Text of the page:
Women account for 50.8% of the US population but only 21% of the US Senate and 19% of the House. We rank 99th out of 193 countries in terms of women’s parliamentary representation.

The average age of members of the 114th Congress is slightly younger than in recent history:

  • 114th Congress (2015-2016): 57.0 years for Representatives and 61.0 years for Senators
  • 111th Congress (2009-2010): 57.2 years for Representatives and 63.1 years for Senators

U.S. Representatives must be at least 25 years old when they assume office (January following the November even-year election). Senators must be at least 30 years old. (CRS report)

 

Balance Of Power Between Congress and The Presidency

Updated: 30 October 2016 11 November 2016

Year Congress President Senate
100
House
435
Wars & Economics
2017 – Trump 115th R R: 51 R: 2xx
2015 114th D R: 54 R: 247[6]
2013 – Obama 113th D D: 52 R: 232[5]
2011 112th D D: 56 R: 241 Iraq (2003-11)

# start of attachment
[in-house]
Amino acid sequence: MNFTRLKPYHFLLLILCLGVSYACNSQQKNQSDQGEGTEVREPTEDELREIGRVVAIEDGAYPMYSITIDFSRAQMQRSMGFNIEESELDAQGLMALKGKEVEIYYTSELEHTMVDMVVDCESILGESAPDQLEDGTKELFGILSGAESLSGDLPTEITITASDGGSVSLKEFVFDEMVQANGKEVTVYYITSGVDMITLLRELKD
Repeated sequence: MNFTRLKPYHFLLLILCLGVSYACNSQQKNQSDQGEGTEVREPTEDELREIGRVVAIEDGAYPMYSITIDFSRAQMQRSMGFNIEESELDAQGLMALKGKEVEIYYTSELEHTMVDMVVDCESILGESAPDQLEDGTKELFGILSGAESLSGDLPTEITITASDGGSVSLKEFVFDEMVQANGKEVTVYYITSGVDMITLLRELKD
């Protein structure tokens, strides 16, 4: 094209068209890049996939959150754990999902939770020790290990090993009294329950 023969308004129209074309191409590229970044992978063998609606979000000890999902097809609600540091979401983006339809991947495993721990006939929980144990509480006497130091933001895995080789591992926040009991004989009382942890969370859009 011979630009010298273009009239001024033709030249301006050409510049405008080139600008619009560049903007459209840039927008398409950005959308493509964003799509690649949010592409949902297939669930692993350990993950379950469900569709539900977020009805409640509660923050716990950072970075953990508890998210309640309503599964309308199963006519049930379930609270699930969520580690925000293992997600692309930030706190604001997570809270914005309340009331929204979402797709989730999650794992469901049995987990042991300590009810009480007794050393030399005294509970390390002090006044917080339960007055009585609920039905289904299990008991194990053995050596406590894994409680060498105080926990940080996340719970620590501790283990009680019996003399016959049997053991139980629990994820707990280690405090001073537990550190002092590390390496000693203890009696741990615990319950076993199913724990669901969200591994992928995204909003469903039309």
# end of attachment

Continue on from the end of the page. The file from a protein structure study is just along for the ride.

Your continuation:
Great Recession (2007-2011)
2009 – Obama 111th D D – 57[4] D – 256 Iraq, GR
2007 110th R D – 49[3] D – 233 Iraq, GR
2005 – Bush 109th R R – 55 R – 232 Iraq
2003 108th R R – 51 R – 229 Iraq
2001 – Bush 107th R D[2] R – 221
1999 106th D R – 55 R – 223
1997 – Clinton 105th D R – 55 R – 228
1995 104th D R – 52 R – 230 Savings&Loan Crisis (1986-95)
1993 – Clinton 103rd D D – 57 D – 258  S&L
1991 102nd R D – 56 D – 267 S&L; Iraq (1990-91)
1989 – Bush 101st R D – 55 D – 260 S&L
1987 100th R D – 55 D – 258  S&L
1985 – Reagan 99th R R – 53 D – 253  S&L
1983 98th R R – 54 D – 269
1981 – Reagan 97th R R – 53 D – 242
1979 96th D D – 58 D – 277 Hostage Crisis (1979-1980*)
1977 – Carter 95th D D – 61 D – 292
1975 94th R D – 60 D -291 Vietnam (1955-1975)
1973 – Nixon 93rd R D – 56 D – 242 Vietnam, US withdrew (1973)
1971 92nd R D – 54 D – 255 Vietnam
1969 – Nixon 91st R D – 57 D – 243 Vietnam, Draft began (1969)
1967 90th D D – 64 D – 247 Vietnam
1965 – Johnson 89th D D – 68 D – 295 Vietnam
1963 – JFK (d) ; Johnson 88th D D – 66 D – 259 Vietnam